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Application of anaerobic soil disinfestation in Florida; a brief review
E. N. ROSSKOPF (1), C. Shennan (2), N. Kokalis-Burelle (3), D. M. Butler (4), P. Serrano-Perez (5), M. d. Rodríguez-Molina (5), J. C. Hong (6). (1) USDA ARS, Ft Pierce, FL, U.S.A.; (2) University of California-Santa Cruz, Santa Cruz, CA, U.S.A.; (3) USDA, ARS, Fort Pierce, FL, U.S.A.; (4) University of Tennessee, Knoxville, TN, U.S.A.; (5) Centro de Investigaciones Científicas y Tecnológicas de E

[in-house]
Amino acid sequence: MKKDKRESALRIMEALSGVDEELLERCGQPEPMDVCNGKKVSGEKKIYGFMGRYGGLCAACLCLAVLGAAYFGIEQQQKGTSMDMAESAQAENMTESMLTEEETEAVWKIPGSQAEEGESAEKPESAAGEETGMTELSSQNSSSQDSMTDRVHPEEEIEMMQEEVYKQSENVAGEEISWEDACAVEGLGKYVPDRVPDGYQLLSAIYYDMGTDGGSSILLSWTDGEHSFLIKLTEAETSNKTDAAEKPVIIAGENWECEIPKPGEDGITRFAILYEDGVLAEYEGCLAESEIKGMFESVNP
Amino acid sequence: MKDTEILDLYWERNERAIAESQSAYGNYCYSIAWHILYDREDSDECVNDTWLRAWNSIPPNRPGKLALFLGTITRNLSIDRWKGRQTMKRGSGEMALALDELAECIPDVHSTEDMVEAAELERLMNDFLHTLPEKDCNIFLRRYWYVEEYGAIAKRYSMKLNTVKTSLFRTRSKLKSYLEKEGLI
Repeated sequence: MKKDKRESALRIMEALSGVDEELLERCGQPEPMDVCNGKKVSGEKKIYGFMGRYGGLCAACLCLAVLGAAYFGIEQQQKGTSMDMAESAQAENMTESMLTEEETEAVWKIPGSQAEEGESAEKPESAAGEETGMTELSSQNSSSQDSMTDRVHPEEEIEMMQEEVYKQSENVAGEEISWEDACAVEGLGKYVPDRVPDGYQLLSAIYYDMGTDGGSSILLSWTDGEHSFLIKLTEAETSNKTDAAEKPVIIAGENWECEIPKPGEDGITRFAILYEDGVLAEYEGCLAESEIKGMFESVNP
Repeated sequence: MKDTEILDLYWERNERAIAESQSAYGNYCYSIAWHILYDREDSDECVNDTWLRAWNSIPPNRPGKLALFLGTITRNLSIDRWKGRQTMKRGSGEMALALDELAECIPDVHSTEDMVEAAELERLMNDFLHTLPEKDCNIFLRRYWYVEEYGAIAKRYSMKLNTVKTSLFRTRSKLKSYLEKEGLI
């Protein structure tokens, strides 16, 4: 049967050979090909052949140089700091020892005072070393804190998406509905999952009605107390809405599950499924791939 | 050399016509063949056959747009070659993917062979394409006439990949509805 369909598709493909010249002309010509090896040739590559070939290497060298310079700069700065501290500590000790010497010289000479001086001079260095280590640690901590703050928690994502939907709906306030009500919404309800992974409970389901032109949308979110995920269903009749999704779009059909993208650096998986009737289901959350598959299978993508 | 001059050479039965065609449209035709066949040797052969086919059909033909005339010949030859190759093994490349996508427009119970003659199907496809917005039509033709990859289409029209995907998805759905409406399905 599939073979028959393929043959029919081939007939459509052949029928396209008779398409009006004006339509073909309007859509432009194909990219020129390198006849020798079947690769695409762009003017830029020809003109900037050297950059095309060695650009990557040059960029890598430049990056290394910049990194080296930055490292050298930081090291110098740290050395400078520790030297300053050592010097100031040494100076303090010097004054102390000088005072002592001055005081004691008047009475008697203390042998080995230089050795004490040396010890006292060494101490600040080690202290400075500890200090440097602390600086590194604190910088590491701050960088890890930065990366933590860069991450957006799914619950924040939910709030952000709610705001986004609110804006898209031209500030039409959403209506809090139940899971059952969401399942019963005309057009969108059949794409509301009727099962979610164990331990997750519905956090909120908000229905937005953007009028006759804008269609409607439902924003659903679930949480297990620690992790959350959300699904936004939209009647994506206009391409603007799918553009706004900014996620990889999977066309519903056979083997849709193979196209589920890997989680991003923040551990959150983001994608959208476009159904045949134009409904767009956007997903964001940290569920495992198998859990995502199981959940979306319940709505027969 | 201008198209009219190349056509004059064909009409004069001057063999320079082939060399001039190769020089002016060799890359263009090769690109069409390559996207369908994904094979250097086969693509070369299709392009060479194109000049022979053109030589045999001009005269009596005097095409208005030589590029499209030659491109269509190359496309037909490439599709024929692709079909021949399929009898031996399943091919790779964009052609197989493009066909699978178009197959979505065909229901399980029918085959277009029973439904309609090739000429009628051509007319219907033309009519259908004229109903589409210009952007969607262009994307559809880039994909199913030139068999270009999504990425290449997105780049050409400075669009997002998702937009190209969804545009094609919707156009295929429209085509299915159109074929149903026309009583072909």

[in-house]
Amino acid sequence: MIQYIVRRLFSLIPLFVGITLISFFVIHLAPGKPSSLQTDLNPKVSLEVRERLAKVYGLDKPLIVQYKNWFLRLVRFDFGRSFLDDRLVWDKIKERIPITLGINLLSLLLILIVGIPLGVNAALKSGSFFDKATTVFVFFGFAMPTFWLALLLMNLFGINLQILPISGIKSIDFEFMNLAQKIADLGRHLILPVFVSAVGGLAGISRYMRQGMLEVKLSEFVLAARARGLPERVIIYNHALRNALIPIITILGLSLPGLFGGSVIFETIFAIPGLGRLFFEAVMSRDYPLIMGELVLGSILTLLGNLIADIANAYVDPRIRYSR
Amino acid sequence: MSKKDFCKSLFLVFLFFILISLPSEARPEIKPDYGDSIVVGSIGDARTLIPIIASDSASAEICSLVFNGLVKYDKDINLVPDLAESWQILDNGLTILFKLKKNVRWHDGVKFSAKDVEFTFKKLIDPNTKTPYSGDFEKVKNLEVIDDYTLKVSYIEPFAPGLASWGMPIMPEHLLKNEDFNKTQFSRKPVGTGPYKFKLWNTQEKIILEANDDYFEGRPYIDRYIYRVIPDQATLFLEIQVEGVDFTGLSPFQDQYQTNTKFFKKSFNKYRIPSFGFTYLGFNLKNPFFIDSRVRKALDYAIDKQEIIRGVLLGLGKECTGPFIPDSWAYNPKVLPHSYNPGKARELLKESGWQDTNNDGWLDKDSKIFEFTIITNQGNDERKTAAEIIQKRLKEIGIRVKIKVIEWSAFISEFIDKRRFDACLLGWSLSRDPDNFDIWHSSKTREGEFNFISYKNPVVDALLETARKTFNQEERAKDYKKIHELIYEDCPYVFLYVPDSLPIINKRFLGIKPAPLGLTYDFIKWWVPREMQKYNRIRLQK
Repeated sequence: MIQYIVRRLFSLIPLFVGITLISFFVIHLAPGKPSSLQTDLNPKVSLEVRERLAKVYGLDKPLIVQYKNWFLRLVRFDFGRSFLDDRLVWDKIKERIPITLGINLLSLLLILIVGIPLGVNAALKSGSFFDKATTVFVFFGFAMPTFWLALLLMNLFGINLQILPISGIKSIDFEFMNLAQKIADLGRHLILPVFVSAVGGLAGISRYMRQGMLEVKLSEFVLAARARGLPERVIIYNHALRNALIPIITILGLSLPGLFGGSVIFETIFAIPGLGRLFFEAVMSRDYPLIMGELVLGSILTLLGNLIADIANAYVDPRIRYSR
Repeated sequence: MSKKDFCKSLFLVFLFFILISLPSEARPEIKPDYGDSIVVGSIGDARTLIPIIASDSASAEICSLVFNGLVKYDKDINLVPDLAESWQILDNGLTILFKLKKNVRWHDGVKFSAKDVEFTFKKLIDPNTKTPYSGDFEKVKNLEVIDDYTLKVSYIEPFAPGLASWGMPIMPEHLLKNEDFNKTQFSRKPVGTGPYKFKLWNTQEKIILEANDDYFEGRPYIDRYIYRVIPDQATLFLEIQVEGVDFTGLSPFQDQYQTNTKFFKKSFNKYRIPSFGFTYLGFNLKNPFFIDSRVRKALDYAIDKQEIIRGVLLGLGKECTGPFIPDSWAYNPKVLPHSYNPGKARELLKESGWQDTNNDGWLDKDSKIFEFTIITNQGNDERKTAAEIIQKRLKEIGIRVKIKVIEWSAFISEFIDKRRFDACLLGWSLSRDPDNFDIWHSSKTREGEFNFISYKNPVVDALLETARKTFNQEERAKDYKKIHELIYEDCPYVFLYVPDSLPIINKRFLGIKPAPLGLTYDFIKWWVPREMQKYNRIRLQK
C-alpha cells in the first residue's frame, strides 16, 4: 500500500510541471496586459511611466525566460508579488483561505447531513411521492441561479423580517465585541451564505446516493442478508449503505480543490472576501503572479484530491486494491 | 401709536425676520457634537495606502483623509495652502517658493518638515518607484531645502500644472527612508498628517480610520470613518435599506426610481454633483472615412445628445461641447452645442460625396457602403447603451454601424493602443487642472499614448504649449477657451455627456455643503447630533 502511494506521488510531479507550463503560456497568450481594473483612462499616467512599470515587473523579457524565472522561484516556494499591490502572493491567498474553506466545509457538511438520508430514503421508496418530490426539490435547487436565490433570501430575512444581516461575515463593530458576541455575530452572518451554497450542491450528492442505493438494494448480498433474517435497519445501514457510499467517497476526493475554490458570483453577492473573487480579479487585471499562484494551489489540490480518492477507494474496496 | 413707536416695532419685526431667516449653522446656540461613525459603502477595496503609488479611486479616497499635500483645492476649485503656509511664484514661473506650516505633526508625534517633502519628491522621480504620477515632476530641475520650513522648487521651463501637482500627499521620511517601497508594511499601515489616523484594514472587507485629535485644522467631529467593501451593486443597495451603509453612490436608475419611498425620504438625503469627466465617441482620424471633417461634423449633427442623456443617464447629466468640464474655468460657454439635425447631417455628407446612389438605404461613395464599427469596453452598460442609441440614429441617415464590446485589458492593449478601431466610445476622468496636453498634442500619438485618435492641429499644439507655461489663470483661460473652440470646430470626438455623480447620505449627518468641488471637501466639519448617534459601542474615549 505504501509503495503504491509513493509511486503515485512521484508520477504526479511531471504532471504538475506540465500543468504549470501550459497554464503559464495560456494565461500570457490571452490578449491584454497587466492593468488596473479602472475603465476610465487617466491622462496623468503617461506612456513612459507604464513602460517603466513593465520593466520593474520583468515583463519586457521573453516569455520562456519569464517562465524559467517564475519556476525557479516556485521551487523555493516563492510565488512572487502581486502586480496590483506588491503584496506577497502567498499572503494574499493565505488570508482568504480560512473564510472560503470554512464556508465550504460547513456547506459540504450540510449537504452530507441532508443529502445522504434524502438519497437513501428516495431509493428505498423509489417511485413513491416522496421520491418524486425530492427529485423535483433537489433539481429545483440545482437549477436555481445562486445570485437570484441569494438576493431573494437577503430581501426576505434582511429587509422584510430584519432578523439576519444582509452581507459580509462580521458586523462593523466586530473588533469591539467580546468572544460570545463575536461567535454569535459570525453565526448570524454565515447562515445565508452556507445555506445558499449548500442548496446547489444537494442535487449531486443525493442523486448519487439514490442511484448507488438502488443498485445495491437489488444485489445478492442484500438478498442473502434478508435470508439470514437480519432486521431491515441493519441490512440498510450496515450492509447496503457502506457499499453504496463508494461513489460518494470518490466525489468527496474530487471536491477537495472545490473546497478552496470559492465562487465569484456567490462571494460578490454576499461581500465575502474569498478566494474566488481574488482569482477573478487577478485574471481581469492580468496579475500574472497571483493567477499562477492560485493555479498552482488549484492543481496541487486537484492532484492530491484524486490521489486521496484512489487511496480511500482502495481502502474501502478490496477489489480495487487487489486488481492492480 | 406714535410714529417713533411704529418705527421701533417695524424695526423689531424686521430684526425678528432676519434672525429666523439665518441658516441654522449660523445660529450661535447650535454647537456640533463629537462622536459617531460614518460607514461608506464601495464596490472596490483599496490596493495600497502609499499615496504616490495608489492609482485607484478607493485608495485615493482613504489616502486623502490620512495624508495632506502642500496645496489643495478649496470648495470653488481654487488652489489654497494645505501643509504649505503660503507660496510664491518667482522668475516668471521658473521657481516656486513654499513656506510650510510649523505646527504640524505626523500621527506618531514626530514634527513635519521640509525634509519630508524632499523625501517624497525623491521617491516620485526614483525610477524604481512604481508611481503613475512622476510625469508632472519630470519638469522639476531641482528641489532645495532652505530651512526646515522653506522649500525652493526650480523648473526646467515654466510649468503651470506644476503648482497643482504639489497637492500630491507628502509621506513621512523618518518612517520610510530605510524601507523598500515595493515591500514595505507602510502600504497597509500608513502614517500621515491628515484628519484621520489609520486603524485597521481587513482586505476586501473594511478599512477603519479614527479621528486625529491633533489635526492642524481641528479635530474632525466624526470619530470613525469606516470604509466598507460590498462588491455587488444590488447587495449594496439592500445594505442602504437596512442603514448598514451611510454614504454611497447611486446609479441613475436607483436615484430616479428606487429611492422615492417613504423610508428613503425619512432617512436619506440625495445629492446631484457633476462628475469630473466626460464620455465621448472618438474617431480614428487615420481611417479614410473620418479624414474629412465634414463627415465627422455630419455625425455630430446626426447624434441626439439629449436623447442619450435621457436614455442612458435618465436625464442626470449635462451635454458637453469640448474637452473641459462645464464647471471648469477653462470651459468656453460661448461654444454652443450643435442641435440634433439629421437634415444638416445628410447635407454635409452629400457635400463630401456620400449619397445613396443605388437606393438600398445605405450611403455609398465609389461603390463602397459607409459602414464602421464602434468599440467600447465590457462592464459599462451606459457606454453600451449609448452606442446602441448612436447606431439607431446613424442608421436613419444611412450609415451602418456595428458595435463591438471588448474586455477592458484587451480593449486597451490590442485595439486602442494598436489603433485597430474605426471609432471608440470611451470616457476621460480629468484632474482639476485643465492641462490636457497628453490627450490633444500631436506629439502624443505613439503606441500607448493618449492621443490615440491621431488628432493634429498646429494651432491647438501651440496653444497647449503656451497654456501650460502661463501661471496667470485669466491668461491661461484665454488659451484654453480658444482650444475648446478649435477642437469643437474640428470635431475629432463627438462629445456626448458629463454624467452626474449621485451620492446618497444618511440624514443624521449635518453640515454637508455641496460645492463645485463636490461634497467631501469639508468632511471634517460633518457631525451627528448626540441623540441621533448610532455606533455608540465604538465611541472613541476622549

Anaerobic soil disinfestation (ASD) is a pre-plant, biologically-based alternative to chemical fumigation for controlling multiple soil-borne pathogens and weeds. Application of ASD typically consists of incorporating a labile carbon source, covering the soil with a gas-impermeable plastic, and irrigating the soil to saturation. During this process, the environment under the plastic becomes anaerobic, and many of the byproducts produced by anaerobic organisms inhibit the survival of plant pathogens. Appling ASD in Florida includes the use of feed grade molasses as the carbon source, and incorporating in composted broiler litter (CBL).  Clear or opaque film can be used.  ASD in Florida has been used to control plant pathogens in diverse crops including tomato, bell pepper, eggplant, cucumber, strawberry, and fresh cut flowers. Comparing ASD to methyl bromide or other soil fumigants, disease ratings and fruit yields for ASD-treated plots were similar to chemical fumigation.  Various types of plastic mulch and different nitrogen sources have been evaluated to determine their effectiveness for use in ASD. Current experiments are focused on minimizing disruption to the typical field production practices used by Florida growers, and adapting the approach for spring crop production cycles. 

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